If I could design my own tour of Wesleyan for prospective students, I would begin with the Zilkha Gallery. Currently installed in the sparse, modern space are the works of students who created art for their senior thesis projects.
Divided into four weeks with four to five projects shown each week, the theses act as a testament to how smart, creative, and talented Wesleyan students are. The artists draw inspiration from unexpected sources. One especially captivating exhibition was a multimedia project by Raphael Leitz ’15, which was infused with elements of race car driving.
“Leitz’s impressive investigation of texture and boundaries belongs in a New York City art gallery,” said Carter Deane ’18. “It was original and creative, and it demanded attention from the audience.”
After two semesters of thesis tutorials and close communication with faculty advisors as well as second critics who assess each exhibition, art studio senior theses must pass a vote taken by art studio faculty. The exhibitions, which are strikingly professional and polished, express this thorough process.
Each week’s exhibition has been evenly spread out in the type of art it displays. While many of the projects concentrate on one medium, some—such as the collection of paintings, photographs, and comically enlarged mail by Gabe Gordon ’15—mix different pieces of art. In “mend/unmend,” Hailey Sowden ’15 combined pencil, paper, needles, and other unexpected tools in a collection of pieces ranging in scale from printer paper- to mural-size.
Many of the pieces are interactive and utilize the space of the Zilkha gallery. For “Maze of Strings,” Derrick Wang ’15 attached thin white strings to various walls and corners of the gallery, producing a stunningly symmetrical structure that played off the gallery’s space and invited the viewers to explore the negative space that it created.
In a different interactive piece by Luca Ameri ’15 titled “(Im)mutable Solid,” viewers were encouraged to roam between architectural black structures hanging from the ceiling.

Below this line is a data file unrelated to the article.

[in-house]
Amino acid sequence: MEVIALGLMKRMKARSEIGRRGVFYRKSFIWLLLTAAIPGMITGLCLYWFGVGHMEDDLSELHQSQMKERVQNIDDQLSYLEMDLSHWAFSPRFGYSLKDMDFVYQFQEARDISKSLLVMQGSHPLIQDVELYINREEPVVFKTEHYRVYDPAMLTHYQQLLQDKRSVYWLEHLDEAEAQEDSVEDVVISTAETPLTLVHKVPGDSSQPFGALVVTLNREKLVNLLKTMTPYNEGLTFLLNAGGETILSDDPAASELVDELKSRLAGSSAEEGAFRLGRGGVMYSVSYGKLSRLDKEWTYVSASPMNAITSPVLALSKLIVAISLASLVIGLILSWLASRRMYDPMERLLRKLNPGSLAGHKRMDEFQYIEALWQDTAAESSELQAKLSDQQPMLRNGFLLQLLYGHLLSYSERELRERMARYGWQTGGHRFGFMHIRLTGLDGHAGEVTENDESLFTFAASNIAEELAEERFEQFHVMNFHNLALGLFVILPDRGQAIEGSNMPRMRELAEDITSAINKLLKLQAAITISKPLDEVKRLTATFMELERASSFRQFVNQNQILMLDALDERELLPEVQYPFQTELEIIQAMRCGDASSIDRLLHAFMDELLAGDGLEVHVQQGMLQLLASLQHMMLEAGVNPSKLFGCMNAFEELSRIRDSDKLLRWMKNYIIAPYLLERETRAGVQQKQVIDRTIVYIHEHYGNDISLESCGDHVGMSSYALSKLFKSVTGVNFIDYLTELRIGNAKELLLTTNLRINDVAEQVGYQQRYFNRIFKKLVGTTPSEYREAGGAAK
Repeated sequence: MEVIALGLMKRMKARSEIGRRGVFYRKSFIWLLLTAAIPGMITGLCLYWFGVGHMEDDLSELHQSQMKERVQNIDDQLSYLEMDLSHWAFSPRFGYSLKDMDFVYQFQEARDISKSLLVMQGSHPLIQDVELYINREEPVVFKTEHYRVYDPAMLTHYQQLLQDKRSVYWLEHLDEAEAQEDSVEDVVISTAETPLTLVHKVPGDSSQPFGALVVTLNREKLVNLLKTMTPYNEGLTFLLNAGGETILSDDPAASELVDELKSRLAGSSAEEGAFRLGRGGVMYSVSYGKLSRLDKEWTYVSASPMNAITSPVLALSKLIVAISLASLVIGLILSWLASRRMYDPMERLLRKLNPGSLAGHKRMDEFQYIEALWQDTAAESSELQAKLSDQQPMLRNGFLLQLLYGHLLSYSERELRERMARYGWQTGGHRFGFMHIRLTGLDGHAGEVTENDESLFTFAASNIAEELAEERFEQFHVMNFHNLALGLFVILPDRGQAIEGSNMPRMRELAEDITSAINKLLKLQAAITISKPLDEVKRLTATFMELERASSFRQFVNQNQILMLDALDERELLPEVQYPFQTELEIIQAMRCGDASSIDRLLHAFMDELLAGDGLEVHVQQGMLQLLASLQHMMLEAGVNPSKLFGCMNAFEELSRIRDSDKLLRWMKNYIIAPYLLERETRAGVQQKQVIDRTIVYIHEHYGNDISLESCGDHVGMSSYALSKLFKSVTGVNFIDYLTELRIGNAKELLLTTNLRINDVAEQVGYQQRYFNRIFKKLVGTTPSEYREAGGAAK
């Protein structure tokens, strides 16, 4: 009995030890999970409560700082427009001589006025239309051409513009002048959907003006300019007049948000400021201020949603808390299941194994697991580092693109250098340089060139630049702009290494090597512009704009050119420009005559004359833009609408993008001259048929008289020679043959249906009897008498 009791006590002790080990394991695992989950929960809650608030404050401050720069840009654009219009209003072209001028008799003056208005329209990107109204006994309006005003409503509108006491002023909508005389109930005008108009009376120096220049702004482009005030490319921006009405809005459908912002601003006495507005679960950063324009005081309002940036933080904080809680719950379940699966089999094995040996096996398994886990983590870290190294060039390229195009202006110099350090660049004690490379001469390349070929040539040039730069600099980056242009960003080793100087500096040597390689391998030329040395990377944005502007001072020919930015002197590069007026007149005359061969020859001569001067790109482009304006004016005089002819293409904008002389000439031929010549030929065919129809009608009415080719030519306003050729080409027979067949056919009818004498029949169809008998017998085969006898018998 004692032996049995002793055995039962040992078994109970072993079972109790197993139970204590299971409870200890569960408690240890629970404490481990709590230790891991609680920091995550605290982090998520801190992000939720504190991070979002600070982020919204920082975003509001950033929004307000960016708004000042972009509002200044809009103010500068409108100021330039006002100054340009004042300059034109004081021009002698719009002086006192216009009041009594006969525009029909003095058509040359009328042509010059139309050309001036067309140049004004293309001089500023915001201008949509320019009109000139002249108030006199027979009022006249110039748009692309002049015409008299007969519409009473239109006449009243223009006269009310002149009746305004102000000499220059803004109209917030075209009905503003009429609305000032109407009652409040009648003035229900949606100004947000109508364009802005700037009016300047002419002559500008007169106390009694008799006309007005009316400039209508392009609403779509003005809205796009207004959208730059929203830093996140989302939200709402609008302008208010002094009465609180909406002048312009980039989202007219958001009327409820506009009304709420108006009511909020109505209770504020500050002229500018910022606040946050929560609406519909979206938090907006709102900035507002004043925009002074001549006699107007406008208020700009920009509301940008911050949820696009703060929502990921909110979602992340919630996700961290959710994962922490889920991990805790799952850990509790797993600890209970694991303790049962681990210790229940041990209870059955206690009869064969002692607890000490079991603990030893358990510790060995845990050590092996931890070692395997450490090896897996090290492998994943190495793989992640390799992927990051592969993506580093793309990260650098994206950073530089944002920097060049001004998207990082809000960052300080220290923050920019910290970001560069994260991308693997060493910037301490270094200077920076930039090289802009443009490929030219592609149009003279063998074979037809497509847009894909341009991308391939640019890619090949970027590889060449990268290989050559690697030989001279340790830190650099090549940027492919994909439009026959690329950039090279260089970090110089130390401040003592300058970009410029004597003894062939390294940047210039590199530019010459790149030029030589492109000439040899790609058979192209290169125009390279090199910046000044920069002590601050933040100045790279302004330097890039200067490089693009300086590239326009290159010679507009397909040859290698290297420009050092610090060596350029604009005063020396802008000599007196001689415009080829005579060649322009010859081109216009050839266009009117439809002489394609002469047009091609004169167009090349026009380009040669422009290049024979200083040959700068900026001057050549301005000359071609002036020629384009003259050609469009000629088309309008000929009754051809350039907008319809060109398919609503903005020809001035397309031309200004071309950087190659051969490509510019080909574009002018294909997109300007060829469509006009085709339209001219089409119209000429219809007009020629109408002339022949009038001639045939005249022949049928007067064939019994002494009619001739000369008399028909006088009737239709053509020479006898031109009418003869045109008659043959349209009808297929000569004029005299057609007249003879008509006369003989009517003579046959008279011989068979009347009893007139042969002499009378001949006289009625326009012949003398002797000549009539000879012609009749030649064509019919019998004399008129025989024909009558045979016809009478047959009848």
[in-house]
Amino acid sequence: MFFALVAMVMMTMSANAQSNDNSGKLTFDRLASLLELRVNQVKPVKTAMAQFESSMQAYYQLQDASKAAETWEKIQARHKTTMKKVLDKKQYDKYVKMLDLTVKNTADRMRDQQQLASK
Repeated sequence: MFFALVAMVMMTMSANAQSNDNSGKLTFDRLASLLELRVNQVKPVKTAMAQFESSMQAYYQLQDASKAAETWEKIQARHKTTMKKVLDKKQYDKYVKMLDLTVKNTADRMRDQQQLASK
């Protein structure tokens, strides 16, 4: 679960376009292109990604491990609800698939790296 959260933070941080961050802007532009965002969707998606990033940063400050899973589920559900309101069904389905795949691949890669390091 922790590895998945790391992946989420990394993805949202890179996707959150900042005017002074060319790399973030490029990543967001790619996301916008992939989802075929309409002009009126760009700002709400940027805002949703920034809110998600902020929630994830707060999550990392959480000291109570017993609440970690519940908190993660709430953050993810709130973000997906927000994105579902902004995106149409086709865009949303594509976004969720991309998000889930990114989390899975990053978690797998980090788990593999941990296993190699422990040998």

“I was literally and figuratively immersed and surrounded by the culmination of his work,” Allison Gross ’18 said. “It was dope.”
It really is difficult to resist using the word “dope” to describe all of the senior thesis projects. As students, we all bring our own experiences and interests to the table, and these seniors have streamlined their individual perspectives into powerful visual art to share them with the general Wesleyan community.
Between Gordon’s multimedia project about AIDS and how it influences our society and culture, and a commentary on how we perceive the natural world by Genna DeGroot ’15, an incredibly wide palette of interests is being displayed throughout the month.
In the coming weeks, the diversity of projects will remain extensive. Virgil Taylor ’15 is using his thesis as an opportunity to reveal, as he describes, “themes of queerness in Christianity.” He created a series of stained glass windows influenced by “the implicit homoeroticism of the Jesus narrative.”
Sarah Koppelkam ’15, whose thesis will be displayed starting April 14 (during the last round of exhibitions), describes her paintings as “big, loud and overwhelming.” They were inspired by her frustration with “the limitations created by conventions of genre and narrative.”
Despite their diversity, the theses work together in the same gallery because they express a general theme of liberation, breaking freeing of typical definitions, categories, or stereotypes of various kinds. Since three of the exhibitions are displayed in the same room of the gallery, the open space connects the pieces, allowing them to exist separately or to be observed as one large expression of creativity.
Since none of the artists are required to create a plaque about their work (and very few do), the best way to visit the exhibitions is to have a brief conversation with each artist as they roam around near their projects.
Understanding the ideas behind the work reinforces the artists’ talent and creativity, but if you are really pressed for time, simple observation is also an intriguing way to go through the exhibitions. Free from the artists’ own definitions of their work, you may end up interpreting it in a more individualized and unanticipated way.
The third set of theses begins tomorrow, and the last exhibition will go up a week later. I highly recommend going, even if it’s only for the free snacks. You will not be disappointed.
This article has been altered from the print edition.